He married her, and they lived together. Baldellone was fit to be tied: not satisfied to deprive him of his sister, that traitress had then abandoned him for the king! The new queen was well aware Baldellone would never forgive her for those two things, so she began scheming to get him out of the way as well.

  “Majesty,” she said, “I’m sick and need figs.”

  Figs were out of season, and the king replied, “Just where do you expect to find figs this time of year?”

  “They are to be had. Tell Baldellone, and he will go after them.”


  “Yes, Majesty?”

  “Go pick a few figs for the queen.”

  “Figs at this time of year, Majesty?”

  “In season, out of season, that’s all the same to me. I said figs, and figs it must be. Otherwise your head will roll.”

  Sad and downcast, Baldellone went to the garden and burst into tears. Lo and behold, out of the flowerbed crawled a black serpent, who asked, “What’s the matter?”

  “My sister!” exclaimed Baldellone. “Now I too am in great difficulty!” and he informed her of the king’s command.

  “Oh, that’s nothi
ng to fret about. I have special power to bring forth fruit out of season. You want figs, you say? All right!” A beautiful basket of ripe figs appeared.

  Baldellone ran to the king at once with them. The queen ate every last one of them, and it’s a shame they didn’t poison her! Three days later she was hankering for apricots. Pippina the serpent brought forth apricots.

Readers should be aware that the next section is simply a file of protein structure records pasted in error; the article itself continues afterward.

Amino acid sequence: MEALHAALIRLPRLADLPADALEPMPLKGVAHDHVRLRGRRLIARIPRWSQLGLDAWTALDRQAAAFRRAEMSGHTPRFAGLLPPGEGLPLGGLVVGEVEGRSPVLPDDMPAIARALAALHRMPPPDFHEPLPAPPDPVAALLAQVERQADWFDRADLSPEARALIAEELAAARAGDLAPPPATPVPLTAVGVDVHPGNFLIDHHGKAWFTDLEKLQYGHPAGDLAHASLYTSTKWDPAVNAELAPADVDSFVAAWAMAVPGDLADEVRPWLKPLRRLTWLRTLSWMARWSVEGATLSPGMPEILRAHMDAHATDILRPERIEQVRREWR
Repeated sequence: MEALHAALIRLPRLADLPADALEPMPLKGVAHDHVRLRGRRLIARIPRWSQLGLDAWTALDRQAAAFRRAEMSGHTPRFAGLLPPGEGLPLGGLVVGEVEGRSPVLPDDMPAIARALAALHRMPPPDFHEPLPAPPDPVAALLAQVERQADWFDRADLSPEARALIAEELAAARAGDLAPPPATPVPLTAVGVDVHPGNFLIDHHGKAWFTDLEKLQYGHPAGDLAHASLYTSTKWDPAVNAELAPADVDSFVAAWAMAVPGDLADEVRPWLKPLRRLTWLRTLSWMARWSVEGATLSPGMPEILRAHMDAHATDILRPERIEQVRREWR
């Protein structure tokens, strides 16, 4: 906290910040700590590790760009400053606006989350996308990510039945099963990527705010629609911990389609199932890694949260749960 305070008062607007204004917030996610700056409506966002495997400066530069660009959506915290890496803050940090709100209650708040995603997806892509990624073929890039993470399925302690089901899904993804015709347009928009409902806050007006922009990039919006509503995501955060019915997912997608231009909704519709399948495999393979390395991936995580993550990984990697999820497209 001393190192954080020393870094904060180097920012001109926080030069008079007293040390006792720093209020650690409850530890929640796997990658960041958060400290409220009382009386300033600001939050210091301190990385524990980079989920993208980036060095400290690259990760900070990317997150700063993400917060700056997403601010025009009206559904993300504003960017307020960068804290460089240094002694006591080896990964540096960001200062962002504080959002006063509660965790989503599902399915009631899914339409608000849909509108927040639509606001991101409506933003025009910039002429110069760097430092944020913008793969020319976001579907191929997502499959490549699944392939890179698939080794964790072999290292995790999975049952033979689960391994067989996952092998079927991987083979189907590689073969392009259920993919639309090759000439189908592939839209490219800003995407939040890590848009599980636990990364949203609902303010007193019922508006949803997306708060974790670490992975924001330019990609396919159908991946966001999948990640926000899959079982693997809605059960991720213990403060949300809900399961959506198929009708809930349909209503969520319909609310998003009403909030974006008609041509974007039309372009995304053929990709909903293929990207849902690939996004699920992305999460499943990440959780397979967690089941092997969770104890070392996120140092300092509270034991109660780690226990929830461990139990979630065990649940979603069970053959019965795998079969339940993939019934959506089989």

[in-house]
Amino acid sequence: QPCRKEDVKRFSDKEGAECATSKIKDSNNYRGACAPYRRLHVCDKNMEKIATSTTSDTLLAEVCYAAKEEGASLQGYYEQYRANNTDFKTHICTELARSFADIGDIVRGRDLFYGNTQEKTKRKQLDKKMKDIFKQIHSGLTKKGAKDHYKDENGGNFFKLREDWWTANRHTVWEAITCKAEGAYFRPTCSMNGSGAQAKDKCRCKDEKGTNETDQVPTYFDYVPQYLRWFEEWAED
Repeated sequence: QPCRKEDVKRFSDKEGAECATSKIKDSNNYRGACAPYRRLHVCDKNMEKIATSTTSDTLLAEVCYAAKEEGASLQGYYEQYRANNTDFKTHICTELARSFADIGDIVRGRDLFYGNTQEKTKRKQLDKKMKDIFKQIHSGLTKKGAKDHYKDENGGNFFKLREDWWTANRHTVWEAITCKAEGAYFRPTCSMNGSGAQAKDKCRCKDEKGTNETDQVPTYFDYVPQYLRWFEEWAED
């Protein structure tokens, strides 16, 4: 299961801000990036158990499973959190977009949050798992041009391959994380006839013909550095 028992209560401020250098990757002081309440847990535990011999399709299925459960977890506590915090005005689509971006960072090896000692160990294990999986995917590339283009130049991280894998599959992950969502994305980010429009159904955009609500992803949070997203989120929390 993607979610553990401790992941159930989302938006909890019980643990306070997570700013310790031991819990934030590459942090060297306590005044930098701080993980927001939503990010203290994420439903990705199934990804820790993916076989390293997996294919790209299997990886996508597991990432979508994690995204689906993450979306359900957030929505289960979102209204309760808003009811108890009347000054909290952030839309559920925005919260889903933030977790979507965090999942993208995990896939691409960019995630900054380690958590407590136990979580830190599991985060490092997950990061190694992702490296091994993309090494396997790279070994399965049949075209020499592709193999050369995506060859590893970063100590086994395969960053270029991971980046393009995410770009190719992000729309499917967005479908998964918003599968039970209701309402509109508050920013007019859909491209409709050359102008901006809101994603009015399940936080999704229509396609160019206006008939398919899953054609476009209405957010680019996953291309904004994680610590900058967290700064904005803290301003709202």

Her next craving was for cherries, so Pippina produced cherries. Then came a call for pears. But we forgot to say that the charm worked for figs, for apricots, and for cherries, but not for pears.

  Baldellone was sentenced to die. He asked one last favor: that his grave be dug in the royal garden. “Granted,” replied the king. Baldellone was hanged and buried, and the queen drew a sigh of relief.

  One night the gardener’s wife awakened and heard a voice in the garden saying:

  “Baldellone, O dear brother,

  Buried here amid dark verdure,

  While the author of your fate

  Now plays queen to my intended mate.”

  The woman woke her husband up. They tiptoed outside and saw a dark shadow wriggling away from the captain’s tomb.

  In the morning, when the gardener went out as usual to make a bouquet of flowers for the king, he found the flowerbeds strewn with pearls and precious stones. He carried them to the king, who was greatly amazed.

  The next night the gardener stood watch with his gun. At midnight a shadow loomed beside the tomb, saying: